I wasn’t sure how I was going to feel about this one. It swept the awards for the year it came out, and many of my friends adored it, but the first time I tried to read it I bounced off, and my partner wasn’t a huge fan. Fortunately, I did really like it; enough that I’m in a hurry to read Ancillary Sword, at least. I’m not sure if it’s a five star read — that might have to await a reread — but it is definitely a solid four star.
It did take me at least 50 pages to really get into it, maybe even more like 100. There’s a lot to take in, with the language stuff and the world-building. The world-building is awesome, and I’d be a hypocrite to dislike the language stuff here when it’s as consistent as Katherine Addison’s The Goblin Emperor, and less obtrusive/central — so that’s not a complaint, just an observation: it took some getting used to. It also took some time for me to get to grips with the characters, particularly the main character. Breq isn’t, in her own eyes, a person, merely a fragment of an AI, so she minimises her own account of her personality, and that makes it awkward.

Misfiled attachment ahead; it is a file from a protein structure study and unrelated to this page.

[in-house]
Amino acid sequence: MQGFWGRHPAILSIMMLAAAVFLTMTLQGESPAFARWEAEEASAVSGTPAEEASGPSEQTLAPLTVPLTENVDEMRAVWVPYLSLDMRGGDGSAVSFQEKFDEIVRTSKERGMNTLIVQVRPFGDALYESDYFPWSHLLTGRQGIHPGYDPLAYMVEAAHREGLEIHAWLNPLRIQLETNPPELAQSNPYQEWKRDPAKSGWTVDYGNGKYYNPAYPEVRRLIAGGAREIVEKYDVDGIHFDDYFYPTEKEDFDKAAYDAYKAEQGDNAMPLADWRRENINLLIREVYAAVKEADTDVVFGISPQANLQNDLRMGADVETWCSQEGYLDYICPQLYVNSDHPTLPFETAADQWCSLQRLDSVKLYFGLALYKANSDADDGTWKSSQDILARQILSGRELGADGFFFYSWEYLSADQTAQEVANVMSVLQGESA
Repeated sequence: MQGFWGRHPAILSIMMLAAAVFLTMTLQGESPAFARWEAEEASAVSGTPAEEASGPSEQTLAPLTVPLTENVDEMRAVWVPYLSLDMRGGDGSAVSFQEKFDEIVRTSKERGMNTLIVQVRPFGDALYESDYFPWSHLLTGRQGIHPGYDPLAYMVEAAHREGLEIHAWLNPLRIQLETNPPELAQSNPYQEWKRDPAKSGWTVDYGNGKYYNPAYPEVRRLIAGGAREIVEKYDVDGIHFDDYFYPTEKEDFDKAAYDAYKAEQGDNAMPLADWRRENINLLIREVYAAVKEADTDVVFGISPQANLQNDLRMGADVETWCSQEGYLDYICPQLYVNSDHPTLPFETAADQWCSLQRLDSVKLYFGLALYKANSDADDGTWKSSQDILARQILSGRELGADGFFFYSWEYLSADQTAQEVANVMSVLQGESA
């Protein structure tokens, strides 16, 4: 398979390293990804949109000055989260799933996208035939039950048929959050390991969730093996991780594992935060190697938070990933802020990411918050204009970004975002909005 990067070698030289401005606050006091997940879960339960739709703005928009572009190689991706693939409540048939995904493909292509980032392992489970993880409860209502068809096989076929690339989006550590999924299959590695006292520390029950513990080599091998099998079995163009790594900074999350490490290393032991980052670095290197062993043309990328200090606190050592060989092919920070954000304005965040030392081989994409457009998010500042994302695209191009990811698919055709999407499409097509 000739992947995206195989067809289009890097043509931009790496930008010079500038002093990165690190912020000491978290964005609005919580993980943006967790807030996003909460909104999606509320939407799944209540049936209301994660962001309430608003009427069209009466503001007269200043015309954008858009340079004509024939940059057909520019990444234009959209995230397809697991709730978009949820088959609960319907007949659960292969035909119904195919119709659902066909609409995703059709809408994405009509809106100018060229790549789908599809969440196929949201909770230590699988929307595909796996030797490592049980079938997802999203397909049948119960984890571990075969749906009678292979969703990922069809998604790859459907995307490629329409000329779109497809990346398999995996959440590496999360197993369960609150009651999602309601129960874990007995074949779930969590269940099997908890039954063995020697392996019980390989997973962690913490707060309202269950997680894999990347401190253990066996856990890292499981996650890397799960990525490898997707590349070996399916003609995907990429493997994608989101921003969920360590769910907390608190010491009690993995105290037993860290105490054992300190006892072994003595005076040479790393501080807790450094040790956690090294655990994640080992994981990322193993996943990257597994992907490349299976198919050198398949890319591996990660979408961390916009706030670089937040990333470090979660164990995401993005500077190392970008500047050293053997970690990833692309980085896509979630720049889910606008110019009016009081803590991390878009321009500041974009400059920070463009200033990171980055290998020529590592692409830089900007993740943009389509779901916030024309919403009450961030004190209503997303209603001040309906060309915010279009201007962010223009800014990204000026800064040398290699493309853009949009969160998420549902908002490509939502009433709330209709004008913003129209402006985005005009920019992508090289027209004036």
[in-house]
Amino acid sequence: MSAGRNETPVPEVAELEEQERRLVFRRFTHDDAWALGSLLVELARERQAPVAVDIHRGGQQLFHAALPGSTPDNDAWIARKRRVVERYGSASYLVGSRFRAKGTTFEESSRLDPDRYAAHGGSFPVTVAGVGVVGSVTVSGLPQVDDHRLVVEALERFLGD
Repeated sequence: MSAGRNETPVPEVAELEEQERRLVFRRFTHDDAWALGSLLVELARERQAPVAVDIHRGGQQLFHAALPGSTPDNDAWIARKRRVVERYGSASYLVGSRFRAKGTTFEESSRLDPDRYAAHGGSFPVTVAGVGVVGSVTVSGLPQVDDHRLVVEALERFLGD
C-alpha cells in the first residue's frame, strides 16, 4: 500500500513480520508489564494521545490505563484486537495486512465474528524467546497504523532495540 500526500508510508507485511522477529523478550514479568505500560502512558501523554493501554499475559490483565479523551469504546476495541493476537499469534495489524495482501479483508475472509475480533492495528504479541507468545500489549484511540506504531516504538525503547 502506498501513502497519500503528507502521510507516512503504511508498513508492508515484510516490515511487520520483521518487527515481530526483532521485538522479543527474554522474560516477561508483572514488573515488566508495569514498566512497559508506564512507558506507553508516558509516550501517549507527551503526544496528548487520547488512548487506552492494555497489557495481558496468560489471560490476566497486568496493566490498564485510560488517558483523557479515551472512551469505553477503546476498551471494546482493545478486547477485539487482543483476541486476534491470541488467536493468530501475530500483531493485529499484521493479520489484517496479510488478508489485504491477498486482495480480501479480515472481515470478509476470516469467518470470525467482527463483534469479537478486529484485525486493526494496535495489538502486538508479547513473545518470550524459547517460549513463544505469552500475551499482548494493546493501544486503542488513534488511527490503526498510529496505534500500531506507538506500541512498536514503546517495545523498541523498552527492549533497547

Still, the details of the world and Breq’s place within it build up, and the plot comes together really well. Unexpectedly, I found myself interested in Seivarden, really really hoping that Lieutenant Awn made it okay, feeling weird about the Lord of the Radch, etc. The feelings part, the emotional engagement, snuck up on me. But it came, and left me hungry for more of the world, to know what happens to Breq, to Seivarden, to the Radch.
Good thing I have Ancillary Sword right here.